In early 1999, at a dinner at the Swedish embassy in honor of the outgoing U.N. Special Commission chairman, Richard Butler, I was confronted by a furious Middle East staffer for Sen. Helms, Danielle Pletka. Her opening gambit was that Gen. Zinni should be fired for insubordination. I really can’t remember exactly what I said in response, but I have a very high regard indeed for the general, and he was my boss. Whatever it was led Ms. Pletka to threaten to retaliate against me if I came up for confirmation. I unwisely put the threat out of my mind, not expecting the issue to arise.
It wasn’t until late May 2000 that I heard that Pletka and an ally on Sen. Lott’.s staff were stirring up determined opposition to the nomination. Having left Gen. Zinni and the CENTCOM headquarters to prepare for Kuwait, I went to see her, with Deputy Assistant Secretary for Congressional Relations Susan Jacobs along as a witness.
Pletka said that as far as she was concerned there were two possibilities. Either I agreed with Gen. Zinni (and the Clinton administration) about the inadvisability of arming the Iraqi opposition, or I was an ineffectual adviser. In the latter case, there was a chance of salvaging the nomination if I would provide the committee with written evidence of my opposition to Zinni’s position.
As Faustian bargains go, this one wasn’t hard to resist. I told her that I would testify about my own views until the cows came home, but I wouldn’t talk about my advice to Gen. Zinni. She made clear that she wasn’t particularly interested in my own views, since as she put it, nominees often say one thing before they are confirmed, and another afterwards.
After that initial encounter I mounted a lobbying effort, with support from various quarters. May they find here an expression of my thanks. The secretary of defense wrote to Sen. Helms. Rep. Tom Allen, D.-Maine, worked on my behalf. Deputy assistant secretaries of State Kay King and Susan Jacobs were helpful throughout. My colleagues in the Near Eastern Bureau provided moral support. Others I won’t mention were good enough to intervene, including an influential North Carolinian. In short, I did what I could.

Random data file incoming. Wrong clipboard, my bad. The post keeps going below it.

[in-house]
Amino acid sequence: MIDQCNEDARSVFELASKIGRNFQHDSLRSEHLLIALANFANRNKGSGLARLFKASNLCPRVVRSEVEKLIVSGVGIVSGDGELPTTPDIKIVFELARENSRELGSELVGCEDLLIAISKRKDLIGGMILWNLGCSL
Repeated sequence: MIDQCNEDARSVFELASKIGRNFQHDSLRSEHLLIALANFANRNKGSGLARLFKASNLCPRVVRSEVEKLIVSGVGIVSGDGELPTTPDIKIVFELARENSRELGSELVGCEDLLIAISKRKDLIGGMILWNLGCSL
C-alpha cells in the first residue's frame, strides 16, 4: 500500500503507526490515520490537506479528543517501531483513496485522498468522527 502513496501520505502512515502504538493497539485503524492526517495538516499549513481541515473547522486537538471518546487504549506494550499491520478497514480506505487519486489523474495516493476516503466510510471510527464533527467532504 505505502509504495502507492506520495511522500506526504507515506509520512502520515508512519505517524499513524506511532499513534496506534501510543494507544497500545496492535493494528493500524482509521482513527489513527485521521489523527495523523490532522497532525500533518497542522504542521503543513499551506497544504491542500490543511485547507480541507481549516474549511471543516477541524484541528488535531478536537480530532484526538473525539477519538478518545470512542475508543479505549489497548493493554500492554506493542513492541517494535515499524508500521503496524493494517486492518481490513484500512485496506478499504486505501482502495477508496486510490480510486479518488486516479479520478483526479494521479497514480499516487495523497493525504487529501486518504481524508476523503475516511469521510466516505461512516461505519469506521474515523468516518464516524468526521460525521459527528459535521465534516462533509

I had no further contact with the committee until September, when the staff director, Steve Biegun, agreed to see me in response to the lobbying effort. He said that the committee would not act on the nomination. He expressed the hope that I would come up next year for another position; if that happened, I would have Sen. Helms’ support. I said this was no way to run a railroad, and I intended to retire.
And that was it. I never had the opportunity to state my position on the liberation of Iraq to the committee. (I’m for it, in case anybody wants to know.) No questions were ever submitted to me about the ILA, or about anything else involving our important relationship with Kuwait.
Fortunately, this year’s nominees are likely to fare better. The Brookings Institution has a “Presidential Appointee Initiative” (www.appointees.brookings.org) which has made sensible and practical proposals for reforming the process. They deserve a careful hearing by the Senate. The report of the U.S. Commission on National Security/21st Century (www.nssg.gov) contains thoughtful recommendations in this and other areas.
No reform agenda will be successful unless senators take the nomination process more seriously. Frivolous holds like the one Sen. Charles Grassley, R.-Iowa, used last year to deprive the country of the services of Peter Burleigh as ambassador to the Philippines are irresponsible. Senators should not allow the nomination process to be hijacked by staffers with an agenda.
I don’t believe for a second that career officers should be given an automatic pass when they come up for confirmation. The standards should be rigorous for career and non-career nominees alike. But it’s clearly wrong to reject a nominee without giving him or her the opportunity to rebut a whispering campaign, and it is particularly damaging in an institutional sense to hold career officers to account for loyal service. That is a quick way to kill the tradition of a career Foreign Service capable of serving loyally across administrations–an institution which is as important to our national security as carrier battle groups, or armored divisions.
Republished by permission from the Foreign Service Journal, April 2001, Vo. 78, No. 4.